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RE: Mihamahiro of Takasago-beya. Did he really exist? Did he do Aikido?

> > sumo is all about force.  It could be said that Aikido is the
> penultimate
> > development of henka.  And the locks and holds involve
> immoblizing joints,
> Quite a good description I think.
> So but then, an opponent's henka is only effective if you in a
> sense defeat
> yourself, if you drive forward too hard.

No, not in aikido.  All that's necessary is the slightest bit of movement.
Aikidoka don't train against charging people; they train against controlled
strikes and grips.  I've been thrown by aikidoka when all I tried to do was
reach out and grab their wrist.

> And you only need to charge forward real hard against a very strong
> opponent.
> You don't need to do it against a light, older, man. For him, all that's
> necessary is for even a not very skilled rikishi to do buchikamasu - take
> one strong step, hit with the head, and the hands. And no matter what he
> does, he's gonna go flying himself.

If the rikishi can do buchikamasu against an aikidoka, then that is not a
very skilled aikidoka...

> > happened, or is exaggerated in someway, I don't know.  But I
> wouldn't find
> > it particularly difficult to believe.  Practioners of aikido and judo
> alike
> > will tell you that when thrown by someone who's really, really
> good, it's
> > almost like magic.  Like flying, even.  It's kinda fun...
> Well, I practice sumo with some of the top judoka here in Czech. In fact,
> currently I train three Czech national champions in judo to do
> sumo. And no
> matter how good they are, and they're very good - in judo - they're not
> gonna throw me like that.

Of course, it really depends on what "dohyo", as it were, we're talking
about.  Put a judoka in a mawashi in a sumo keikoba, and he's probably not
going to be as effective as he would be if you both wear judogi on a tatami.

> In fact, what you say above is what all of them think when they
> come for the
> first time, naturally. But it just doesn't happen. If a judoka
> tries to hook
> your legs, or throw you or something, in a judo way, it's very simple to
> defeat him in sumo. Once they learn the basics of sumo, learn how to push,
> that's when they can start being effective.

I think this is a matter of course.  Judo uses a variety of clothing holds
to be effective.  Take away that clothing and judoka are at a disadvantage.
Sumo techniques have developed for use on the dohyo, and they're the best
techniques for on the dohyo.

> But no matter how good they are, if they're small and not strong, they're
> just not gonna defeat a sumo wrestler. For instance, I have one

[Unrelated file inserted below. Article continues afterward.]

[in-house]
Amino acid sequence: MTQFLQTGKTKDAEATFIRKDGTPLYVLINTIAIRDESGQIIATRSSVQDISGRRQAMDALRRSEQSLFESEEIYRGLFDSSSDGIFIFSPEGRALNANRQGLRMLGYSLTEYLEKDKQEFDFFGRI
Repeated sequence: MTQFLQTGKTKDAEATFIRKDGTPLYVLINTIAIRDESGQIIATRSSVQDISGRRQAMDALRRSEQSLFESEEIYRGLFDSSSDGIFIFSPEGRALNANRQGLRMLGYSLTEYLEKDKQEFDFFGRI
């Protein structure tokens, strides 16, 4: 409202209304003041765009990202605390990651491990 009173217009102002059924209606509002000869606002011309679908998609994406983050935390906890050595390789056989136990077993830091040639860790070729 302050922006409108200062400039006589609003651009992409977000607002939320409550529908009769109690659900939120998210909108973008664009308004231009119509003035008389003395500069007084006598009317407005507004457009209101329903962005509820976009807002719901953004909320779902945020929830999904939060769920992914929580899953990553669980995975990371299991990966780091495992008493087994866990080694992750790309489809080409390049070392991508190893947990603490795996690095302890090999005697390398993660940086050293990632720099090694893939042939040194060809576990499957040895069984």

> deshi there,
> he's a lightweight in sumo terms, 85 kilos (187 lbs), top judoka in Czech,
> goes to international judo tourneys. And he's gotten quite skilled at sumo
> too.
> But no matter what the kid does, he's just not gonna defeat me, any time I
> want, I hit him, he goes flying, literally... And it's no magic...

I think you misunderstood me.  I was not talking judo/aikido vs. sumo.  I
was referring to being thrown in aikido and/or judo.  I never said that a
judoka has an advantage over a sumotori.  I don't believe in comparing
various styles of martial arts.  I believe in the skill of the individual
fighters.  If you, an amateur sumo wrestler, fought a judoka wearing
mawashi, on the dohyo, then you had the advantage.  If you were wearing
judogi and fighting by judo rules, the outcome could be very different.  A
judoka on the dohyo is deprived of the judogi to grab, and his movement is
much more restricted because moving out of bounds results only in a warning,
not a loss.  At the same time, if a rikishi met a judoka on judo mat, he'd
lack the mawashi for leverage, tsuppari and tsuki attacks would be illegal,
and even if he pushes his opponent out of the ring, he doesn't necessarily
win.  Different sports, different situations.  None of these stories about
Ueshiba-sensei are about him putting on the mawashi and testing his skill on
the dohyo.

> And often, many Aikidoka come in, thinking the same, and there's
> just no way
> for them to do, what you'd think they'd do, use my force against myself.
> In fact, just three weeks ago, there was a hilarious incident,
> one top kid,
> really by all accounts and what I've heard good, came in, thought he was
> gonna do that "ultimate henka", I hit him head on, not hard, but the kid
> flew like two meters in the air, landed on his back, took a while
> before he
> got up, and didn't want to practice anymore.

Again, he obviously wasn't very good if you hit him head on.

> Then he did eventually, but aikido and all that redirecting stuff just
> doesn't seem to work like in those legends.

Not on the dohyo, playing by sumo rules.  Wait, that's not entirely true.
Mainoumi put judo theories and techniques to very good use versus much
larger opponents on the dohyo.

> Otherwise, all the rikishi wouldn't need to do butsukari, shiko,
> teppou etc.
> They'd just do Aikido 5 hours a day, and become Yokozunas. I
> doesn't seem to
> work that way, unfortunately. :)

Again, for on the dohyo, sumo is best.  Sumo's philosophy and techniques
have grown based on the rules of sumo and dohyo.  No one is saying that
aikido (or judo) are magic disciplines making their practitioners invincible
to any foe.  An aikidoka on the dohyo is out of his element because sumo is
an offense-based sport, and there is no offense in aikido, only defense.
So, of course, an aikidoka is ill-suited for sumo.  However, that doesn't
mean that a skilled aikidoka can't throw a larger attacker.

Josh Reyer